In Cocktail Overhaul, Jeff Lucas re-imagines drinks from what many consider the dark days of cocktails.
The Cosmopolitan is arguably one of the most influential drinks to come along in the past 25 years. It was the "it" drink of the nineties (thanks, Sex and the City.) The drink's popularity sparked a renewed interest in cocktails and ushered in an era of the -tini—an era, some might say, when drinks were prized for their appearances more than their flavor.
The original drink was created in 1985 at a bar called The Strand in Miami's South Beach. It was a mix of Absolut Citron, triple sec, bottled Rose's lime, and cranberry juice. Not long after that, Toby Cecchini and Dale DeGroff tweaked the recipe, bringing in fresh lime juice instead of Rose's, and the drink's popularity skyrocketed.
For this column, I wanted to update the Cosmo for today's tastes. Since replacing the bottled lime cordial with fresh lime had already been done, I thought about how to focus the flavors further, and play with texture a bit.
In Vintage Spirits and Forgotten Cocktails, Ted Haigh writes about a drink called the Soyer Au Champagne which calls for effervescent sparkling wine and a scoop of ice cream in the center of the cocktail coupe. It's part cocktail, part dessert, and just the way to end an evening.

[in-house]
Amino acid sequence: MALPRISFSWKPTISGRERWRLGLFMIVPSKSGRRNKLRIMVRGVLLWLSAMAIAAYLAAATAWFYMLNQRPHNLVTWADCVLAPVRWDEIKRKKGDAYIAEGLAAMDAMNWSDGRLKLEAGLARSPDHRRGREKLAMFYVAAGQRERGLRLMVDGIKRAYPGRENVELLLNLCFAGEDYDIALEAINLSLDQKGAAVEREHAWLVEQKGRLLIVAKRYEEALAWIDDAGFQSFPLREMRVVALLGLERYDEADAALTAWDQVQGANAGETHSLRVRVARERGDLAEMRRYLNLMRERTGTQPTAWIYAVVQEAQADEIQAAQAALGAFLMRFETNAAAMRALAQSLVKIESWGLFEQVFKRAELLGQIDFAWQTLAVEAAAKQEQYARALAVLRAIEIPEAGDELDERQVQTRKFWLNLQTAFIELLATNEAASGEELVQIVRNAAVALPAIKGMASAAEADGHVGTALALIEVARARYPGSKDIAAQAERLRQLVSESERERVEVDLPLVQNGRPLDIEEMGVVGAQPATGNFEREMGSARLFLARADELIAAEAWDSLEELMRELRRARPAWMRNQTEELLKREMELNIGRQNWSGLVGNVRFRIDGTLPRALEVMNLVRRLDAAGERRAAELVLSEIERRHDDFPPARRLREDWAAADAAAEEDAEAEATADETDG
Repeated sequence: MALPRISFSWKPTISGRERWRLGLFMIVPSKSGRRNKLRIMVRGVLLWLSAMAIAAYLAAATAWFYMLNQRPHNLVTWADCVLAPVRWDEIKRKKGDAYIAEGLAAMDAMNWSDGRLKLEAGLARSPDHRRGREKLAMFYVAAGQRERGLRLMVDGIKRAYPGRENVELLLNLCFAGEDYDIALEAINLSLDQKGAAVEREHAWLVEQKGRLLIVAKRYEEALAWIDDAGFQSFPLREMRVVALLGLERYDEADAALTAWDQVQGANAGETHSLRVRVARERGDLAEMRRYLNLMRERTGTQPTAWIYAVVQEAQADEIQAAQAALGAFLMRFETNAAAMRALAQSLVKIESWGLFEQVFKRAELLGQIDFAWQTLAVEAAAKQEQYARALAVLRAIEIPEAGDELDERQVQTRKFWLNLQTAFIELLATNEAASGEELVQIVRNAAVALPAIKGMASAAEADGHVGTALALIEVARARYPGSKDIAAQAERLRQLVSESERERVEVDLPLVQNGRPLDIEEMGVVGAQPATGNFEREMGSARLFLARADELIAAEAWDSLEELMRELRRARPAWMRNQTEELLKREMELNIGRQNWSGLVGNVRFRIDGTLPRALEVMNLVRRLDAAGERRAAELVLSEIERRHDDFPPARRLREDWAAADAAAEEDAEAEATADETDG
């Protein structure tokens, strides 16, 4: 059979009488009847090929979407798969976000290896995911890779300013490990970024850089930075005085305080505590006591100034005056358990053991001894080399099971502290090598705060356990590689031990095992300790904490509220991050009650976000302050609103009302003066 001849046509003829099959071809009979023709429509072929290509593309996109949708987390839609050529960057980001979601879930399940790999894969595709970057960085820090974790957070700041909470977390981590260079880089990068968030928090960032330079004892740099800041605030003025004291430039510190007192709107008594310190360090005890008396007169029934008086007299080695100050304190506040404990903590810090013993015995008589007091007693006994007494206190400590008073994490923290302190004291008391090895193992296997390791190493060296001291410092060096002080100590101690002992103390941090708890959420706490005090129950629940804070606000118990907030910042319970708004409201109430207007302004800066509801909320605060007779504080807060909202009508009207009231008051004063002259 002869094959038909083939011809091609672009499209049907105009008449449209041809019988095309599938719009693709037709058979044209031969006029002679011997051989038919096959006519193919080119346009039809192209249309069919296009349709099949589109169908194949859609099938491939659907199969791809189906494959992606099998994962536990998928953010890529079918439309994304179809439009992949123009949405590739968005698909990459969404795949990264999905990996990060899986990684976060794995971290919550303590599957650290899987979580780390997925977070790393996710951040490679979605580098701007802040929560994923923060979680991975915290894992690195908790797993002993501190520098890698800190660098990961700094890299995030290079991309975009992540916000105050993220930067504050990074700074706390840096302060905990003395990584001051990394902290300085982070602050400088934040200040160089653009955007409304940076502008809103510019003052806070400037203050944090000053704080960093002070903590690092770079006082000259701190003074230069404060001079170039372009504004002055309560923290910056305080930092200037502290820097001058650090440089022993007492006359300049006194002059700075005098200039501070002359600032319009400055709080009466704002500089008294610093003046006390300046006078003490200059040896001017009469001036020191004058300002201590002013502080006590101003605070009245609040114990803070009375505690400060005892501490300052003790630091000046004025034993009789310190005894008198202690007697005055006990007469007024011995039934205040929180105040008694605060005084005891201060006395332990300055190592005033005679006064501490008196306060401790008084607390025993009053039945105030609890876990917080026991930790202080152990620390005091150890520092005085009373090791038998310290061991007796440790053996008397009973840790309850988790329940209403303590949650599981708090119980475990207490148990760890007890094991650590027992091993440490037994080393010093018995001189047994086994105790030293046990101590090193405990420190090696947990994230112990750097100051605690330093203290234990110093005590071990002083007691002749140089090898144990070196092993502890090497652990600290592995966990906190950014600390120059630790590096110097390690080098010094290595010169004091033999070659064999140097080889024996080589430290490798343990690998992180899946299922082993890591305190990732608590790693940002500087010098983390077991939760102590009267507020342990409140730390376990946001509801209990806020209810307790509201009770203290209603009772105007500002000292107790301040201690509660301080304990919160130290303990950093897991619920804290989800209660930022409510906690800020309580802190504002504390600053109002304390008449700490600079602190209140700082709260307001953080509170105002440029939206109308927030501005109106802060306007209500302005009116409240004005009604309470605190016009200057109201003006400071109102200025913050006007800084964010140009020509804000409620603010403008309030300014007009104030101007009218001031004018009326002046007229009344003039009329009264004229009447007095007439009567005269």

So in the place of cranberry juice, I used cranberry sorbet, which provides a rich red color and intense berry flavor. Its tart bite is balanced out by a subtle sweetness. If you can't find cranberry sorbet in the store there are several recipes to homemade versions on the Internet. One of my personal favorites is a cranberry vanilla sorbet from Lottie and Doof.
We top the drink off with a nice healthy float of sparkling wine, which fizzes on your tongue as you taste your way through tart cranberry, bright vodka, and fresh lime. The result: an upgraded Cosmo that's just as pretty as its predecessor.